Wednesday, 11 April 2012

Visit to the Black Cultural Archives

So, starting a new and exciting series of mini-reviews (in a broad fashion) of various physical archives I went along to the Black Cultural Archives today. Before I went I looked at their online catalogue and was confounded when none of my search criteria came back. I ended up typing in the word ‘photograph’ which meant of course that every photographic image, including photos of objects such as paintings and sculptures and various dull things came back which I had to scroll through, but that was no surprise. It’s a common archival complaint. What really was annoying was that every time I had looked at an items individual page and tried to go back to your last place instead it took you right back to the beginning of the search, meaning you had to scroll through everything again! ARGH. I had already been in touch with Hannah (something I recommend that you do as they are only open one day a week as of this writing and places usually fill up quick) and told her the photos I was interested in looking at so she had them ready for me when I arrived. The BCA is located in Kennington which is very close to the Elephant and Castle shopping centre and is extremely inconspicuous. In fact their sign appeared to have been hijacked by the Portuguese language school in the floor below who had put up a photocopied sign for their business over the BCA's! The building is very dated and falling apart (the automatic door wasn’t working and the toilet was being used as a storeroom) so I am sure they are really looking forward to the move to the new site next year.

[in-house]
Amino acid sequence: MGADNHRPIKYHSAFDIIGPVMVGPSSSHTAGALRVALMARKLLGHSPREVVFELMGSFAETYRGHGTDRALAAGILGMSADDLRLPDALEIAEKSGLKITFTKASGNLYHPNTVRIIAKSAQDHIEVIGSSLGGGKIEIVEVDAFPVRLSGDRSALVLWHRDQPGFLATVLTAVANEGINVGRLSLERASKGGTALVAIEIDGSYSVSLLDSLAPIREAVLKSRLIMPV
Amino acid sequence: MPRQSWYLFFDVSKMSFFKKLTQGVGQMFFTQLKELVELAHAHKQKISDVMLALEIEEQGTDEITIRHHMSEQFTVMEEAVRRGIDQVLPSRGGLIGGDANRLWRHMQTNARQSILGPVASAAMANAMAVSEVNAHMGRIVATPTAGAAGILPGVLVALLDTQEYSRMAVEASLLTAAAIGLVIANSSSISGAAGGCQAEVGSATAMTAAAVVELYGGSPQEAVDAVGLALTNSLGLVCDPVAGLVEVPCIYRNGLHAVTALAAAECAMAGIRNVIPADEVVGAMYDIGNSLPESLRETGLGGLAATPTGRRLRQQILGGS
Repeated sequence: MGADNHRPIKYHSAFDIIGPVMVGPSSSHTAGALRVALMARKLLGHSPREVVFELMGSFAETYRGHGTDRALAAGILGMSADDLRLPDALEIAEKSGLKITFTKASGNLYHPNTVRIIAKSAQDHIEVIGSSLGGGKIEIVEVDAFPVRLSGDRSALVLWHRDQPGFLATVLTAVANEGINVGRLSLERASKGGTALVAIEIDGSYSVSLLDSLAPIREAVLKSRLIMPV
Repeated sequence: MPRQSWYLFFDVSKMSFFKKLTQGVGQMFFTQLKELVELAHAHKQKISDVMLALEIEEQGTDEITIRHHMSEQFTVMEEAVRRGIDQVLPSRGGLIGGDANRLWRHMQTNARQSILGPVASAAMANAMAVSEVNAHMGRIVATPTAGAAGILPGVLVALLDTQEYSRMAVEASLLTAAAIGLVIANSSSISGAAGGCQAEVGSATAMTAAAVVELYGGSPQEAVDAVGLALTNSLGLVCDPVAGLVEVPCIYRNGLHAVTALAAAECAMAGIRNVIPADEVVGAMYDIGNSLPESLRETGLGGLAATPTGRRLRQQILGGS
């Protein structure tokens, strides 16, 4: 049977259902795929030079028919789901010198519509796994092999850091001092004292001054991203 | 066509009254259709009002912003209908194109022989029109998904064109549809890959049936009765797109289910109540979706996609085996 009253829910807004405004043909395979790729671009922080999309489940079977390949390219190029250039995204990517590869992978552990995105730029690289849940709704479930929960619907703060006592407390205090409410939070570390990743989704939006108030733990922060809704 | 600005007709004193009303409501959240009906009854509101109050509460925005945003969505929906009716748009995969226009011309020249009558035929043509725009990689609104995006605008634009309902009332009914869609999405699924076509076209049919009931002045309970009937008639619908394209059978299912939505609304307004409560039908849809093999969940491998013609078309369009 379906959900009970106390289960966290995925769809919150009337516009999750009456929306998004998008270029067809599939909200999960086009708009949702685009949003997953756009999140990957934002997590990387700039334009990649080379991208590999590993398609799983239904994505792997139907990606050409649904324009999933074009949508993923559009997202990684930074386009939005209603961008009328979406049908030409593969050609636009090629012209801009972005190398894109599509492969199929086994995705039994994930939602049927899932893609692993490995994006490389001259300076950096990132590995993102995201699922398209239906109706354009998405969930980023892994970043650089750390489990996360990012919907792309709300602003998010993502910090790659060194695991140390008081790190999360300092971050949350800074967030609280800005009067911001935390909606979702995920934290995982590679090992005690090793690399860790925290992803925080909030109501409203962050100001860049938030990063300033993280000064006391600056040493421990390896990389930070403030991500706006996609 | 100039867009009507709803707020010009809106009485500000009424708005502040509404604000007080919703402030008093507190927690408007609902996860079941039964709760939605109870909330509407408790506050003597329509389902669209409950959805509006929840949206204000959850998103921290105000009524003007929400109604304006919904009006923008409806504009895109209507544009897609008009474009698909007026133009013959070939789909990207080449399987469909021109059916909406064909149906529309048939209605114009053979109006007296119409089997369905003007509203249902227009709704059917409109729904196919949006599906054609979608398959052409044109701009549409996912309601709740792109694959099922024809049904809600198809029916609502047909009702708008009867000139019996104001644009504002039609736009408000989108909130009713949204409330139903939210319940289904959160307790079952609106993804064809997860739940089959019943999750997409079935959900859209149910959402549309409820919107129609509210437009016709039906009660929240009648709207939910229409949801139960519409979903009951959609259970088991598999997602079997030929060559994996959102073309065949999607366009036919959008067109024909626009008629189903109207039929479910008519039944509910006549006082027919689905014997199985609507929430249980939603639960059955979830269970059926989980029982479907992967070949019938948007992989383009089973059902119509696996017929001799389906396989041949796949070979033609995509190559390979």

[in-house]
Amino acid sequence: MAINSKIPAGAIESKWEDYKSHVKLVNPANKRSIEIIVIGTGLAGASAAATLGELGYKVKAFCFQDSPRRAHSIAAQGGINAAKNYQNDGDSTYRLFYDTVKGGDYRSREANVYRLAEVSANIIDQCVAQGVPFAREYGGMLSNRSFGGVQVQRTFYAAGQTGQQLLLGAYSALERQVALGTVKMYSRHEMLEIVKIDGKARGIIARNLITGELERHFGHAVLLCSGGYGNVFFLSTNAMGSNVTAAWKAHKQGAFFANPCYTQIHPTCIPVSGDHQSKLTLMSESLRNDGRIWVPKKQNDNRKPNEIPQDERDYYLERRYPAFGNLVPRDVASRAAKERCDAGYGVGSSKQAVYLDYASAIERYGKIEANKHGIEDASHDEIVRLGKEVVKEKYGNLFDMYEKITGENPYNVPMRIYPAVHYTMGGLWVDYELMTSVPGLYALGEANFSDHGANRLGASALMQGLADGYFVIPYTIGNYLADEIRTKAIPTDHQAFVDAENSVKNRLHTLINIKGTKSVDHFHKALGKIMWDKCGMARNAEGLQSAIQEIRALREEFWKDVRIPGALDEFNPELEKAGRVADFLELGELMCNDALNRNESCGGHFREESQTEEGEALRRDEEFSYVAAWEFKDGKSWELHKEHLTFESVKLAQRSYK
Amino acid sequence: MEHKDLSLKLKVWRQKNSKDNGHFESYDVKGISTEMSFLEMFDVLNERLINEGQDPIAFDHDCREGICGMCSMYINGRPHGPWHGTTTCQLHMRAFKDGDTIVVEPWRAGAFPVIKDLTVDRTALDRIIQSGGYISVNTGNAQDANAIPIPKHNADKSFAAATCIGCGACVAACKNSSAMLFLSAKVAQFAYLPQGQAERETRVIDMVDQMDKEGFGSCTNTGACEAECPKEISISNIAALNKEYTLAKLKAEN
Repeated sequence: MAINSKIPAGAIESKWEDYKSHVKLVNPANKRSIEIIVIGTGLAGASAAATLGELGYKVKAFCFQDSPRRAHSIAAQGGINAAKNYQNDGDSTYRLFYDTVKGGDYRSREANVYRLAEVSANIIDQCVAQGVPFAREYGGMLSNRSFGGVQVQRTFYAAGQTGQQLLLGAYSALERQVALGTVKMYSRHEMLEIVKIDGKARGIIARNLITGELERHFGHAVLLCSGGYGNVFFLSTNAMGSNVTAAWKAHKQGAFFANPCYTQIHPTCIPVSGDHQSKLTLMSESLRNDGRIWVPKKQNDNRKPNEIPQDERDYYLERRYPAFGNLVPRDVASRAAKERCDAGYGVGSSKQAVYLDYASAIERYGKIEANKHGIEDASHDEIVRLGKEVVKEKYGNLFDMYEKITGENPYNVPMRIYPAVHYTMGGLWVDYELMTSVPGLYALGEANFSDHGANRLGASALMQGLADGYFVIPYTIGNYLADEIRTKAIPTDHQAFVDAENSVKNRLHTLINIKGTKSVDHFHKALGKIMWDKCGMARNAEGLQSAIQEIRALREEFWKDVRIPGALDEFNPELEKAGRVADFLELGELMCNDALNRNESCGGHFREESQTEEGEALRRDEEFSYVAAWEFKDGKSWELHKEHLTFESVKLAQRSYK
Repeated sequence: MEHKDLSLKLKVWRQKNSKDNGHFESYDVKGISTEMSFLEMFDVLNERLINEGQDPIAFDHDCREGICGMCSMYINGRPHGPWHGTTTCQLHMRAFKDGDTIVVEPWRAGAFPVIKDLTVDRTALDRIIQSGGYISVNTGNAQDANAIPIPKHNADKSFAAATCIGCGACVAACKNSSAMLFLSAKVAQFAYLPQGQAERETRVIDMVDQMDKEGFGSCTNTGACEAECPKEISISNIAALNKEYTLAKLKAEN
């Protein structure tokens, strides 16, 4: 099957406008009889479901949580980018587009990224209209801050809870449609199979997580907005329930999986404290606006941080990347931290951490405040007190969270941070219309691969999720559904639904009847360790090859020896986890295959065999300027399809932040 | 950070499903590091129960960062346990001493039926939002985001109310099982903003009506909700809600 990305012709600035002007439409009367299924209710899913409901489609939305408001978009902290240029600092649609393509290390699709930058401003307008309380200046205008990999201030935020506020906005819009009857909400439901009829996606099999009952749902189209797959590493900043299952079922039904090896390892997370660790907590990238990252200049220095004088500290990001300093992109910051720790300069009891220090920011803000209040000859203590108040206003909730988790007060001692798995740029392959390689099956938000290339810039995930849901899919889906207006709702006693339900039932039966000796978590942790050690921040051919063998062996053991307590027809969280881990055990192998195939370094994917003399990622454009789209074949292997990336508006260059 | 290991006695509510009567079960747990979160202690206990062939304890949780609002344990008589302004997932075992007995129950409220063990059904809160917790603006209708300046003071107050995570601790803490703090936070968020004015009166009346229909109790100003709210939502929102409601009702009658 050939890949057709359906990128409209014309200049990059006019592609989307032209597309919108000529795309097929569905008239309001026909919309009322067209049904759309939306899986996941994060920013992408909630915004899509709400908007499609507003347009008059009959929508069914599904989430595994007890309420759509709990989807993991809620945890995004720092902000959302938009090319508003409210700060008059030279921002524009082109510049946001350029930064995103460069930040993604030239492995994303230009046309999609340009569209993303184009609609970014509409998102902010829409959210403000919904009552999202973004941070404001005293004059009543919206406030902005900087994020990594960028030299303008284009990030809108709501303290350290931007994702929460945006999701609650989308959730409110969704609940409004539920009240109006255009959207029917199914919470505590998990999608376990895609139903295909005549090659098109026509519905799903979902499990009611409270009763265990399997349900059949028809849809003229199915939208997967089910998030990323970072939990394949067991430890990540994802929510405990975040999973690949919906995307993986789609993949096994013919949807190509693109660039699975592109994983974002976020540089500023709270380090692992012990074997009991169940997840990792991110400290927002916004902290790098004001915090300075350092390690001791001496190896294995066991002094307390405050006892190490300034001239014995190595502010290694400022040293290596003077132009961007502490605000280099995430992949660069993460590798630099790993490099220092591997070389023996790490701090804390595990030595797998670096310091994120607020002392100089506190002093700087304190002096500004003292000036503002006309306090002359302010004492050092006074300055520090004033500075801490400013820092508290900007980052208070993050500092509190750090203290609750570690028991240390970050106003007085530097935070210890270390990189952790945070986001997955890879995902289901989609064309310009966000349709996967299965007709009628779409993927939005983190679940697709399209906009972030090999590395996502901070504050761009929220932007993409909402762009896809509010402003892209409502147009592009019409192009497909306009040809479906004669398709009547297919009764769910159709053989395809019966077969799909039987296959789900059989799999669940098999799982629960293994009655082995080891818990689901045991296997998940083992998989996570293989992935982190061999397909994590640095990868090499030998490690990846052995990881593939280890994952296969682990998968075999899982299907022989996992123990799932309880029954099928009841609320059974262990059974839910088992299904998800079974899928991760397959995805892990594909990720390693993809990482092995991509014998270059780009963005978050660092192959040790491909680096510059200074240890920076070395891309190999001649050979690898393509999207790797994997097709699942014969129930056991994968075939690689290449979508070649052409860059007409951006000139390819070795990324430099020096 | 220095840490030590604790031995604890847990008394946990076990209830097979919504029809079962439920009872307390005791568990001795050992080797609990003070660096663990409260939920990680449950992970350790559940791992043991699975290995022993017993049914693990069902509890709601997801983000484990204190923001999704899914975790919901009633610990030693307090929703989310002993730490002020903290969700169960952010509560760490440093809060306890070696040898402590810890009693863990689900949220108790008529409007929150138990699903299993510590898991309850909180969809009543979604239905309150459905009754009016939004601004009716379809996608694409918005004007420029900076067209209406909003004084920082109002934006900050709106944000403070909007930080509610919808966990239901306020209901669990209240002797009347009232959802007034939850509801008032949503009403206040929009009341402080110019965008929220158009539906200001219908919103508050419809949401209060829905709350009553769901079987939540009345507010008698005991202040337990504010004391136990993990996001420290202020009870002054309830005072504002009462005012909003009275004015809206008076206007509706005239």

When I arrived upstairs I had to sign a few forms including a photography agreement and pay two pounds for the privilege, which I haven’t been asked for in an archive before. I had a good chat to Janet Brown, a colleague of mine form the V&A who is working also at BCA now. Lovely woman. Always a pleasure and she gave me some top tips on some other matters so I felt like my trip had already been worth it.